Helicoverpa armigera active now.
This spring a number of agronomists have just started monitoring pheromone traps across the northern region, and the results from the past two weeks illustrate how useful pheromone traps can be.
Over the past 1-2 weeks, the traps are catching relatively high numbers of Helicoverpa armigera, and low catches of H. punctigera. In September it is generally assumed that any helicoverpa larvae in chickpea crops are H. punctigera because H. armigera do not start emerging from diapause until late September at the earliest.
The presence of H. armigera in cropping areas at this time of year sounds a warning for those considering using a synthetic pyrethroid to control helicoverpa larvae in their winter pulses. At this point we only have information for a small number of traps, and only for the past 1-2 weeks. We cannot discount the possibility that there were earlier flights of H. punctigera, and that the larvae in the crop are not H. armigera. However, Peter Gregg has been running traps in Western Qld through the winter and was catching reasonable numbers of H. punctigera until mid August when the trap catches dropped off.
Although we can’t be definitive about the species mix of larvae in chickpea crops now, the likelihood is that a proportion of larvae will be H. armigera. Consequently, the potential for control failure if using an SP is higher than in seasons when H. armigera are not present. Even if only small numbers of H. armigera are present, the use of SPs will promote resistance in these populations.
Using the helicoverpa development model, it is possible to estimate when the eggs were laid, which have generated the larvae in crops now. I have run the model for Dalby and St George, and the predictions are shown in the table below.
Results of ‘backcasting’ larval development to determine when moths may have been laying in chickpeas.
Why is H. armigera active so early?
The Helicoverpa emergence model is predicting H. armigera will start to emerge from diapause in late September through to early Novermber (depending on where you are). It is likely that the H. armigera moths being seen are emerging locally, and are doing so now because they were not in diapause. In autumn, helicoverpa pupae go into diapause if the temperatures are sufficiently low to trigger diapause. Through March-May, an increasing proportion of the pupae go into diapause as temperatures decline. If temperatures are warmer, fewer pupae will diapause.
The graphs below illustrate how the proportion of the population going into diapause is influenced by fluctuations in temperature. The cooler the temperatures are in the week leading up to pupation, the more likely the pupa is to go into diapause. On any one day, a proportion of the population goes into diapause, and the rest do not. As temperatures become more consistently cool, the larger the proportion of larvae going into diapause.
In the autumn of 2015, in the Qld regions, no more than 50% of the pupae forming before the end of March were going into diapause. In NSW regions, there was a high proportion of pupae predicted to go into diapause in late March. In both regions there were short periods of warmer conditions in April where the percentage of the pupating helicoverpa going into diapause dropped.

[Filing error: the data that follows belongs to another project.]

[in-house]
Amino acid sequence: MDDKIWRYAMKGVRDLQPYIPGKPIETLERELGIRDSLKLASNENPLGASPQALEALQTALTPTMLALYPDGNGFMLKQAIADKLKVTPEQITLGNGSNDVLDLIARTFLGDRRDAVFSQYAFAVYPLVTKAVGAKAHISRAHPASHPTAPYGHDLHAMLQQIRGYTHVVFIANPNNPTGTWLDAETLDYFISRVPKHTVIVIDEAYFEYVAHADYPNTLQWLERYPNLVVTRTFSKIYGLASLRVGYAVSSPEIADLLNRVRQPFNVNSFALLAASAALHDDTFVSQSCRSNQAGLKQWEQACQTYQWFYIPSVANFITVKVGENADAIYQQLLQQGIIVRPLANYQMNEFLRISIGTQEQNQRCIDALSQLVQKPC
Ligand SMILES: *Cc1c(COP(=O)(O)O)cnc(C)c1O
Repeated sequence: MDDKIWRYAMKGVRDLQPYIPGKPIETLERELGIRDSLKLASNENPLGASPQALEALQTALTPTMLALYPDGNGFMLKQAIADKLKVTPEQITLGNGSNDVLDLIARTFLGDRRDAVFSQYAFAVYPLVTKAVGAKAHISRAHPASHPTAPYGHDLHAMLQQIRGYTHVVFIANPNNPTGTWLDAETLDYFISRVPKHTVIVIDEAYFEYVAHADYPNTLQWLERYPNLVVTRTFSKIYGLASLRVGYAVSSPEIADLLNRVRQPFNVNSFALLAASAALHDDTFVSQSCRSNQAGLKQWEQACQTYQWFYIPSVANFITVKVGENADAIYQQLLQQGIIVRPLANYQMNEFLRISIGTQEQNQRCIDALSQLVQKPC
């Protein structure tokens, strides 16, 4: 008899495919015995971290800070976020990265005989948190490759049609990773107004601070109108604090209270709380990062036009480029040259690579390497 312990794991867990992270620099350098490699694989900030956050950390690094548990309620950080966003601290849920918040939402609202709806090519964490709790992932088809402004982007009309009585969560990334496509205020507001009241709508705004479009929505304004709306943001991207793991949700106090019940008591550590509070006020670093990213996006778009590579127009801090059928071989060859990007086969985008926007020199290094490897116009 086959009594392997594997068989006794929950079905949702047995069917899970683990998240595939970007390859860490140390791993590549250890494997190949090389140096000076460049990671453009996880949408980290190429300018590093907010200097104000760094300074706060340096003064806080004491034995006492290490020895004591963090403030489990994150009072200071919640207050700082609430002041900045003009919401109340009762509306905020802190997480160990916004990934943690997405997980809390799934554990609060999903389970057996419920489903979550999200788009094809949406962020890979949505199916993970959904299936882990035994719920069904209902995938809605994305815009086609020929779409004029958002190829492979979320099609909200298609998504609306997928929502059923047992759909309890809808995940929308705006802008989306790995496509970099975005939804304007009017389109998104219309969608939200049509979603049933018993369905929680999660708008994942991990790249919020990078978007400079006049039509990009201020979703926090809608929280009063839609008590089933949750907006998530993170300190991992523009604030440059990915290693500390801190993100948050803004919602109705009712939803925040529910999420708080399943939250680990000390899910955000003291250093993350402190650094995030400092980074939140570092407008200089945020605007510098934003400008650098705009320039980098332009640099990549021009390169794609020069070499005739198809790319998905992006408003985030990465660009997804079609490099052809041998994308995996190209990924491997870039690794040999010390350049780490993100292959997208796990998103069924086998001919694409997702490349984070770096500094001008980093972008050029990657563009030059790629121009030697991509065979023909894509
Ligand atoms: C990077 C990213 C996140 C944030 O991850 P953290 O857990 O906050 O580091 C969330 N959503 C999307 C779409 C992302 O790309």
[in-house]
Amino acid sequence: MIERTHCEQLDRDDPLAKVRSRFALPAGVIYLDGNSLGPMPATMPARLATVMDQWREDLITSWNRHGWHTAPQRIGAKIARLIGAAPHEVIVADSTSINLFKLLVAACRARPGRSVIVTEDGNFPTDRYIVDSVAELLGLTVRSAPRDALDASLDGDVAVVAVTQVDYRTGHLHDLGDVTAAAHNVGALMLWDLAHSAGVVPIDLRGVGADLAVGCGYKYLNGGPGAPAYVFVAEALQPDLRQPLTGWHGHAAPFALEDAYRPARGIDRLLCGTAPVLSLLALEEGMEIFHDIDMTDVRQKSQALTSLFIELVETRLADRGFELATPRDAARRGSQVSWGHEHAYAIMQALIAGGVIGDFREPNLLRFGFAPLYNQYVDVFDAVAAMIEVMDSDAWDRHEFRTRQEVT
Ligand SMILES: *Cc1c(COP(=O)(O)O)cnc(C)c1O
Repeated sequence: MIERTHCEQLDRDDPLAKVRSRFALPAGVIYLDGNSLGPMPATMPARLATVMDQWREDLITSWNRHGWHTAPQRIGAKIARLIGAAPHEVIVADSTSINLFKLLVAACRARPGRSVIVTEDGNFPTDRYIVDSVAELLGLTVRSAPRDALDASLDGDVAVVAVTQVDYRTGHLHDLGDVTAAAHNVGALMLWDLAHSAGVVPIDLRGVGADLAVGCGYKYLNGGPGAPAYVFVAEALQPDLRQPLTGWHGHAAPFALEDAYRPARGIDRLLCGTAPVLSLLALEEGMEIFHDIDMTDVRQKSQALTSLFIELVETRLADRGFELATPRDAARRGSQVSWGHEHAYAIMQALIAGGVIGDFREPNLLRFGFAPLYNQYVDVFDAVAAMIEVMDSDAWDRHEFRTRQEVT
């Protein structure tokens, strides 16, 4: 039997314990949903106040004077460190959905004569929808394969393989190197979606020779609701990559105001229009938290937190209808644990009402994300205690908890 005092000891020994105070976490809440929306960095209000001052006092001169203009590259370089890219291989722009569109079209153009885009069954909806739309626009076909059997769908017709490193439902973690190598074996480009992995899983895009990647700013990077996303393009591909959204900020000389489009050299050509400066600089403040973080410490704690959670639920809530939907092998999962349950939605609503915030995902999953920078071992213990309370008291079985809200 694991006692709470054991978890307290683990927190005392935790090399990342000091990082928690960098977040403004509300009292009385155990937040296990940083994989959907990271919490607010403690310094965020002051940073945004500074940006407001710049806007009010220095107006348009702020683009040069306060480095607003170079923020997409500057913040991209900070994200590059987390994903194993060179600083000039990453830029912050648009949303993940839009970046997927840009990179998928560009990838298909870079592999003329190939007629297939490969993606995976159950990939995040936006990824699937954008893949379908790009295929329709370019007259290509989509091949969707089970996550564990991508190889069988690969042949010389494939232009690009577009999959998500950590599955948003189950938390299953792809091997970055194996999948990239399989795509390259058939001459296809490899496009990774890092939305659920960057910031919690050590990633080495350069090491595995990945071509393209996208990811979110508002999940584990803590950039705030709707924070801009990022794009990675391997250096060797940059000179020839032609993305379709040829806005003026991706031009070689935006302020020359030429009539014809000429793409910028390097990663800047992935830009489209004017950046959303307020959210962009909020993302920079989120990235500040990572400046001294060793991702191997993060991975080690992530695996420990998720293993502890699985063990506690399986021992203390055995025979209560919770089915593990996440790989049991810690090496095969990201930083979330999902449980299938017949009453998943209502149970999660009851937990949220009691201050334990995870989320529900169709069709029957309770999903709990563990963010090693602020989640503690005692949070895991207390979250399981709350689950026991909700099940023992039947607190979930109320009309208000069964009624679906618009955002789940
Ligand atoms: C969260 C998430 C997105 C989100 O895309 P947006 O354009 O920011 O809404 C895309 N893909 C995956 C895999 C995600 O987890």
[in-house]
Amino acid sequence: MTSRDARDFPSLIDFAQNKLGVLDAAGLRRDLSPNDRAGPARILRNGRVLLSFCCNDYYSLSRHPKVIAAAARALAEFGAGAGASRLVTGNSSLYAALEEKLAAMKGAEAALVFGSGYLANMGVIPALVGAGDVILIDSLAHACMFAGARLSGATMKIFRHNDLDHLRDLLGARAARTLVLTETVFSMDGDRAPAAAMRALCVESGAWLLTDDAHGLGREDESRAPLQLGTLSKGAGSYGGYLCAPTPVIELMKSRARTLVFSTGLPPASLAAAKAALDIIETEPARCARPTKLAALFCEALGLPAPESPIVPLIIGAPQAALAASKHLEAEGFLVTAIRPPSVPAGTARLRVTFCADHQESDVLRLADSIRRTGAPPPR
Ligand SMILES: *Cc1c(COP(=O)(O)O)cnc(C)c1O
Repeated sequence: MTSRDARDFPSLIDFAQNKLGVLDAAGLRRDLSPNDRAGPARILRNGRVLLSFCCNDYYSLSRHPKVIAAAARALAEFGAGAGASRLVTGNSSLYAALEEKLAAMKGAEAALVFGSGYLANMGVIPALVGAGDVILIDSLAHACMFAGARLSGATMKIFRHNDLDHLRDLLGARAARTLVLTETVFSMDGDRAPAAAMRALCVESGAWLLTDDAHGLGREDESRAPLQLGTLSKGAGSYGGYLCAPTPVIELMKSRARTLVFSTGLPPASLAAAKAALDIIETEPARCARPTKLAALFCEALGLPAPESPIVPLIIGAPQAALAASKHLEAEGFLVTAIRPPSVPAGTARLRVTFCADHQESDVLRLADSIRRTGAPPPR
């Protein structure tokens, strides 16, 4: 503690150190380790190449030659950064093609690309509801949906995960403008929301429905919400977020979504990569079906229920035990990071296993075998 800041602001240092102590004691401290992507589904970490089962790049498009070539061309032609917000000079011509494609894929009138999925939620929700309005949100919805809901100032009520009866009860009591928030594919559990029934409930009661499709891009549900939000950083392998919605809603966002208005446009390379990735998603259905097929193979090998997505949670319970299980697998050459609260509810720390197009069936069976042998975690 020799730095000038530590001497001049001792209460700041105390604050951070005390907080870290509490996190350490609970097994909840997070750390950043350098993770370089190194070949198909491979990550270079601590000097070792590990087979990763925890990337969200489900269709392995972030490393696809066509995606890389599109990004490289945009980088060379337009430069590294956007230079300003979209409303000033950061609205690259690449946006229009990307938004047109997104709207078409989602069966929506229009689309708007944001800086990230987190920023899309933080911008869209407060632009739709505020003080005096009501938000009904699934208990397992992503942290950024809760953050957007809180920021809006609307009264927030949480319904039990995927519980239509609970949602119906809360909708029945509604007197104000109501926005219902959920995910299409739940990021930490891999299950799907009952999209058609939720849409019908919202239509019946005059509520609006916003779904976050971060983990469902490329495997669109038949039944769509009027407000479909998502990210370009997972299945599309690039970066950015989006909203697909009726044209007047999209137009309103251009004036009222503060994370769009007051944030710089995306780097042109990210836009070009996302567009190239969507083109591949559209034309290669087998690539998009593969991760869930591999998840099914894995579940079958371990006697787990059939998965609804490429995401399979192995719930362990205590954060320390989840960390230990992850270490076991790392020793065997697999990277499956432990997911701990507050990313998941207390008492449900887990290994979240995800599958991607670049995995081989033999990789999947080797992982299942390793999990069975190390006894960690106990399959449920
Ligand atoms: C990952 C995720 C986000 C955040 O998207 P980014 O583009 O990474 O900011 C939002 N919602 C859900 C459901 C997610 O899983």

Other insect pest activity to watch for:
Aphids in winter cereals
There has been lot of discussion around whether to control aphids in winter cereals through August and into September. As the season progresses, the need to control generally decreases as the aphid populations start to decline. With warming temperatures, the natural enemy activity increases, particularly the parasitoid wasps which can have a big impact on the populations. Once you start to see parasitised aphids (brown mummies) it is likely that the aphid population will slow down in terms of size.
Armyworm in winter cereals.
There have been a few reports from northern NSW and the western Downs of armyworm activity in crops. Use a beatsheet to check for larvae in the crop, and be sure to check the ground along the rows for larger larvae that are sheltering during the day. These are the ones that are going to do damage, so you want to know how many you have got. Armyworm don’t always lop heads, but the risk is highest when there are large larvae in crops that are drying down.
Garry McDonald (cesar, Melbourne Uni) has resurrected the program that allows us to predict armyworm development. Running the model allows us to look forward and see what stage the larvae will be when the crop is most susceptible to head lopping (when drying down).
I have run the model for Mungindi and Quirindi, forecasting likely rate of development for two stages of larvae seen in the field on 9 September. Keep in mind that these predictions are based on long term average temperatures, and if the actual conditions are significantly cooler, the rate of development will slow, and warmer conditions will speed it up.
The brown wheat mite is tiny, and it’s presence is typically detected because of plant symptoms. Infested crop looks generally unthrifty, and may start to brown on the leaf margins. Close inspection of plants will show mottling of the leaves where the mites have fed, and tiny mites running about. The impact of the mites will be evident in the response of the crop. Treatment may be warranted if there is significant damage to the green leaf area of the upper leaves. Organophosphates are registered for brown wheat mite control.